Tag Archives: Royalty

Where Do You Find Sources of Capital or Savings? Seven Suggestions

Situation: A CEO closely watches company cash flow so assure that it is enough to fund the company during both upswings and downturns. The company is doing well, but the CEO is concerned about a near-term potential downturn. Where so you find sources of capital or savings?

Advice from the CEOs:

  • In anticipating future cash flow needs, planning to breakeven may not be enough. Anticipate contingencies and cut enough to be profitable. This is particularly true if a downturn is longer than anticipated.
  • Take a close look at operating capacity.
    • Estimate current capacity based on staff count and average billing rates.
    • Forecast best – worst case scenarios given market trends. Compare each against current capacity and evaluate the gaps. This will help set staffing levels to assure that the company is not overcommitted in case of a downturn.
  • Discount future cash flow for non-payables based on experience. This may indicate the need to cut expenses deeper to assure that the company survives an extended downturn.
    • In a recovery, pull back those who were let go.
  • If there is underutilized time from the team, pitch this to investors to obtain equity financing for new IP.
  • Consider selling a key customer on a royalty model. This can be a small royalty – maybe 1-2% of products sold based on the company’s contribution.  This is pure profit to the company, and provides an annuity revenue stream, even if small.
  • Look at banks which are aggressively expanding in the region. If they are hungry for new clients they will offer attractive rates.
  • Companies are better sources of funding than investors. A good client can become a strategic partner. Do some homework before first before making the call to a key contact.
    • Know the level of financing that is needed.
    • Know where it would be used and what kind of return the company can yield on the investment.

What Are The Key Factors to Negotiating an IP Acquisition? Six Considerations

Situation:  The Company is interested in acquiring either the intellectual property (IP) of another company or the company itself. The target is a minor division of a larger parent company. The CEO contacted the parent and confirmed their interest in a deal. What are the key factors to negotiating an IP acquisition?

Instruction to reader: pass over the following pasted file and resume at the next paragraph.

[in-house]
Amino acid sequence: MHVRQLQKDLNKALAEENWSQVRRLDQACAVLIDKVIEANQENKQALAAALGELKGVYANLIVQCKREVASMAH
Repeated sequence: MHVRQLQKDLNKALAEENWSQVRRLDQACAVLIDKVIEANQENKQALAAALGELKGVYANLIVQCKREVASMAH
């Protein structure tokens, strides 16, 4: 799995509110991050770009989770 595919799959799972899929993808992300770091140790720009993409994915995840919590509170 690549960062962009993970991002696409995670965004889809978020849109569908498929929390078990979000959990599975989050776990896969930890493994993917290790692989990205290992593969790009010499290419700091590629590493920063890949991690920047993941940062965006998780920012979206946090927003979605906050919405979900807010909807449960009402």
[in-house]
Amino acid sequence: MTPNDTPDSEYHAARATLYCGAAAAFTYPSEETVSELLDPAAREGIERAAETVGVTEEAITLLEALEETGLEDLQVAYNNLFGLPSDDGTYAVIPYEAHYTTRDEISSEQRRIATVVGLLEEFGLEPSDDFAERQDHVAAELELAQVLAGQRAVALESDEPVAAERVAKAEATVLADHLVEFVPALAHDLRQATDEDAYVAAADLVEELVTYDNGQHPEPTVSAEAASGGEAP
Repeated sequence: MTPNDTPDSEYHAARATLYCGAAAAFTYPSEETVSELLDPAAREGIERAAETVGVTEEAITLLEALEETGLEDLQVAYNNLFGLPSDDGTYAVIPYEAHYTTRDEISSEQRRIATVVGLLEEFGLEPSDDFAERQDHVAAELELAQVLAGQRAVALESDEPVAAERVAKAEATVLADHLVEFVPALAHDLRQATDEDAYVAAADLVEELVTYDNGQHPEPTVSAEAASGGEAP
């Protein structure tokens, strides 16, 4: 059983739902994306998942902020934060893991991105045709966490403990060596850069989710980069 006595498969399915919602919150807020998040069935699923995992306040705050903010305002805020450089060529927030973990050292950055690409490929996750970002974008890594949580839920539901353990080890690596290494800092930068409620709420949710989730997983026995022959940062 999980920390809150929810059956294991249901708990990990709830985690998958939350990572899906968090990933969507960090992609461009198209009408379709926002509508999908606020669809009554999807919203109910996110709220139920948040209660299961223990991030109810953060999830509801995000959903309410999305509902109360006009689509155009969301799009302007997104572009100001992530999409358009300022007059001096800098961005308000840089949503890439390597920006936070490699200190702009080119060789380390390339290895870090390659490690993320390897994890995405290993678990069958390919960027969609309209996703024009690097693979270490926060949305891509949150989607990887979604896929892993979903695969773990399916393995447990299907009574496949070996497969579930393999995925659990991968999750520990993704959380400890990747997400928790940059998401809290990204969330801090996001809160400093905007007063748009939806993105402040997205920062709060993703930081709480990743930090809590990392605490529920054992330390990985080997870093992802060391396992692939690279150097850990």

Advice from the CEOs:

  • You need to assure your rights to both current IP and future enhancements. This applies whether you or the parent is the final holder of the IP.
    • Look for clear language as to what constitutes base IP, derivative IP and extensions of the IP. You want to preserve your interest in future derivatives and extensions that you create.
  • There is a material difference between your position and the parent’s.
    • If the parent retains the IP, they also gain certain rights to IP extensions based on the current IP. If you own the IP, their potential rights to future IP are lost.
    • If the parent feels that the IP has strategic value – whether or not they are currently taking advantage of it – this will be one of the more difficult aspects to the negotiation.
  • What options are there besides acquiring the company?
    • The parent can grant a fully paid license to the technology, with access to the people and assets, waiving residual rights to future IP extensions, and no restrictions on transfer.
    • Another option could be a one-time royalty fee that is a perpetual license.
  • Within your due diligence, try to get a sense of the parent’s motivations and concerns for entertaining your interest in the acquisition. This will help you to frame a deal that works for both parties.
  • If the parent has been an active licensor or seller of IP, look for lawyers who know the company. Try to secure one of these as counsel for your negotiation.
  • From a liability standpoint, it is better to buy or license the IP and technology than the company. Liability travels with the company. Part of your negotiation will be who inherits any carry-over liability.

Key Words: Intellectual Property, IP, Acquisition, Rights, Enhancement, Derivative, Negotiation, License, Royalty, Legal Counsel, Liability